Why there’s no such thing as neutral.

Neutral is negativeThe problem with neutral messages (ignored by your audience) is that they aren’t actually neutral.

Every time we interrupt someone’s day with our message we are asking for permission. Permission to get inside their head and prove that we have something to offer them.

Too many times we fail to offer anything of value. And each time we fail, we don’t just get another free go. We lose some, if not all, of the influence we once had.

It could be that our target is too big (not targeted) or, more likely, the idea sucks.

When I watch a mediocre TV ad, I not only ignore it’s message, I actively detest the brand forever. “What a waste of time,” I think to myself.

Your audience does the same. Whenever we interrupt a colleague with useless news or complain about trivial frustrations we lose the permission to do it next time and the opportunity is lost.

Communication is not a right, it’s a privilege we can’t afford to waste.

2 thoughts on “Why there’s no such thing as neutral.

  1. Hello Sean

    I only came across your blog today though LinkedIn but I agree with you 100%. Unless an advertisement is of some interest or relevance to the audience it becomes an annoyance, this is especially true with media like television or radio where there is a clear interruption.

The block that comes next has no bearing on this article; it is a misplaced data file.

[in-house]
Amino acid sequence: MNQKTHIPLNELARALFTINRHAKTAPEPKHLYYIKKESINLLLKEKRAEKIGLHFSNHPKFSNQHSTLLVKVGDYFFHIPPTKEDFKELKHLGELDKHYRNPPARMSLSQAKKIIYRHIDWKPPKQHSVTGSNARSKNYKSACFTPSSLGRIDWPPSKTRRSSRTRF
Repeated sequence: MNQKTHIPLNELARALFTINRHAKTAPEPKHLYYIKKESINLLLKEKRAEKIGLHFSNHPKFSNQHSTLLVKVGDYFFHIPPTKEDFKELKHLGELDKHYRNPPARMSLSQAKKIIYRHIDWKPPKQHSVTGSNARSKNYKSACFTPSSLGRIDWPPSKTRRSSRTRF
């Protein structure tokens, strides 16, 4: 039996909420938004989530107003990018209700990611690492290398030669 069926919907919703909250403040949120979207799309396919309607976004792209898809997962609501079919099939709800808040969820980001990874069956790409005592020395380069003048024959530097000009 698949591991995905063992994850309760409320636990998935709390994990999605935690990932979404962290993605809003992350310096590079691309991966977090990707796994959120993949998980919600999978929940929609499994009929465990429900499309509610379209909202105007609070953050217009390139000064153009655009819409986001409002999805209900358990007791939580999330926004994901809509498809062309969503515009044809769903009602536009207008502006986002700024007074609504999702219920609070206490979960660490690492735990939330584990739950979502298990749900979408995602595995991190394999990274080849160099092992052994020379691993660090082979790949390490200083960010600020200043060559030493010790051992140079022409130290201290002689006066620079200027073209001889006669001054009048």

I pay $12 a month so that I don’t have to listen to or watch commercials on Spotify. I pay for premium versions of websites such as the AFR and The Australian so that I don’t have to put up with commercials (though even they are sneaking their way in somehow).

    It’s surprising that so many online based services do not offer a paid subscription option and probably goes to show that there is much more money to be made in data collection which can be sold on to advertisers than there is to charge the user $X per month.

    Keep up the blog, I’ll keep reading.

    Alex Pinnock

    1. Thanks for reading Alex. I agree that it’s hard for services like online newspapers to earn revenue without delivering ads when most of their users crave an ad-free experience and are willing to pay for it.

      The world has changed and we are so good at recognising when someone is trying to sell us something that the message has to be spot on, or else they risk turning us off forever.

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